Former prime minister AB Vajpayee on Tuesday rejected Pakistani President Pervez Musharraf's claims in his book that the Agra summit of 2001 failed because "someone above" them scuttled the talks.
He said the talks failed simply because Musharraf refused to describe the violence in J&K as terrorism.
"In Agra, during our talks, he took the stand that the violence that was taking place in J&K could not be described as terrorism," Vajpayee said.
"He continued to claim that the bloodshed was nothing but the people's battle for freedom. It was this stand of Musharraf that India just could not accept. And this was responsible for the failure of the Agra summit."
Musharraf has claimed in his book, In the Line of Fire, that someone "above" him and Vajpayee had scuttled the talks and humiliated them. However, Vajpayee said no one insulted Musharraf and "certainly no one insulted me".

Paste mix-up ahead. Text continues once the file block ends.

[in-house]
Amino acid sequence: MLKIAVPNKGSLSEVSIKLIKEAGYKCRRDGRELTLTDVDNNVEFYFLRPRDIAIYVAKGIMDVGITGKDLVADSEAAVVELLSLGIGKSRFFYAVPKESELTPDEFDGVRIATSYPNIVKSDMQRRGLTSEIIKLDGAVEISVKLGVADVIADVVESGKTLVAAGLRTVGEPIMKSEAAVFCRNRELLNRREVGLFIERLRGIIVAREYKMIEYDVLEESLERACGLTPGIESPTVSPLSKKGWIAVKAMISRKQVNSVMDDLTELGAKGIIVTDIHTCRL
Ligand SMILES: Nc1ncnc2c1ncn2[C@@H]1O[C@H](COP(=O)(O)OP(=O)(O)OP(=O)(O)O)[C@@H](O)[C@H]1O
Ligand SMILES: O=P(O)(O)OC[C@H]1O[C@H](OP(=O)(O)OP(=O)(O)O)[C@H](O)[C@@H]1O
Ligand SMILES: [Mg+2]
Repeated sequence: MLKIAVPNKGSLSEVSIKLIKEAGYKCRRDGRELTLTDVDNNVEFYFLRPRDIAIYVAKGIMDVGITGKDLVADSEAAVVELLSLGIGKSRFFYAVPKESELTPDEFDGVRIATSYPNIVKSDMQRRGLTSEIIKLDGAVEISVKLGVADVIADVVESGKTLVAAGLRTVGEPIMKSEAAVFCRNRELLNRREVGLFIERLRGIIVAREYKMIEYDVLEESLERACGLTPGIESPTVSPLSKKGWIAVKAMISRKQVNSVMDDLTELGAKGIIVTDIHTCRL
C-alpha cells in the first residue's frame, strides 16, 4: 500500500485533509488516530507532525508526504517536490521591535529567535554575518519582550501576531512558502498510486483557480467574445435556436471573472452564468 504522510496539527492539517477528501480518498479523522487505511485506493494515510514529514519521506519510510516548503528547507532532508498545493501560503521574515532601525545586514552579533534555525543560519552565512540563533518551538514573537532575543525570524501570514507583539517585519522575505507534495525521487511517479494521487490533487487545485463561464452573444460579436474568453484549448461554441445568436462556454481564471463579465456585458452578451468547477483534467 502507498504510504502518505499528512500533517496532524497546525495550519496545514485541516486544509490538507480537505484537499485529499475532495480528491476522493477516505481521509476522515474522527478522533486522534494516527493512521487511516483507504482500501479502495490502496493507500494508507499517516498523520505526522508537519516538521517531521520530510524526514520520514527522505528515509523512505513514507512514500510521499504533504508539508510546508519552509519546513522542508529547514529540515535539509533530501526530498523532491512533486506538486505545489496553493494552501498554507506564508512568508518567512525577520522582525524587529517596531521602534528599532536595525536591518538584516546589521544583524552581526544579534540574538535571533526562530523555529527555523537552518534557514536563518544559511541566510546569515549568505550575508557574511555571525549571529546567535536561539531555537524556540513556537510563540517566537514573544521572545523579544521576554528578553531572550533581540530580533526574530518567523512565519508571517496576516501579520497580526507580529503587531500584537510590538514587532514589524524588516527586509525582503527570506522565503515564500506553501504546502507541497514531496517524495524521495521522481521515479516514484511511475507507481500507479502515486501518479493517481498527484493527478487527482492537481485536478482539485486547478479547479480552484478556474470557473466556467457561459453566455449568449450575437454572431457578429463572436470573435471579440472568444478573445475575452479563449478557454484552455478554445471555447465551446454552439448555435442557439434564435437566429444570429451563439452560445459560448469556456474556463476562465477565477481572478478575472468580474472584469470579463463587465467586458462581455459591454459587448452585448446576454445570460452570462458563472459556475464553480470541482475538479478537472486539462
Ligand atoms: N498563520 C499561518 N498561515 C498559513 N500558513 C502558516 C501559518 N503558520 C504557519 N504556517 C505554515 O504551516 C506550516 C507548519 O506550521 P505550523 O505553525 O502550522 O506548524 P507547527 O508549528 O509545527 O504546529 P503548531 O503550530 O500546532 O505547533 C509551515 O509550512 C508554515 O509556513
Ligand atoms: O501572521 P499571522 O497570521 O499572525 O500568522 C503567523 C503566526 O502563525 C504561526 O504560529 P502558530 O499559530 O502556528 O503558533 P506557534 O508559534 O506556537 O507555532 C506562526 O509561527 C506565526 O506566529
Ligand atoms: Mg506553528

"Pakistan came to our viewpoint when, in the joint statement of January 2004, it agreed that it will not allow its territory to be used for purposes of terrorism," he said. That was a starting point for the composite dialogue between the two countries.
"Had Musharraf accepted our position in 2001, the Agra summit would have been successful, and the three subsequent years may have proved very valuable to take our initiative forward," Vajpayee said.
The BJP leader said he was yet to read the book but excerpts relating to the Agra summit that had appeared in the media had surprised him.
He said establishing normality in Indo-Pak relations had been a principal item on the NDA government's agenda. "But everyone in our government knew there could be no normality in relations until cross-border terrorism ended," he said.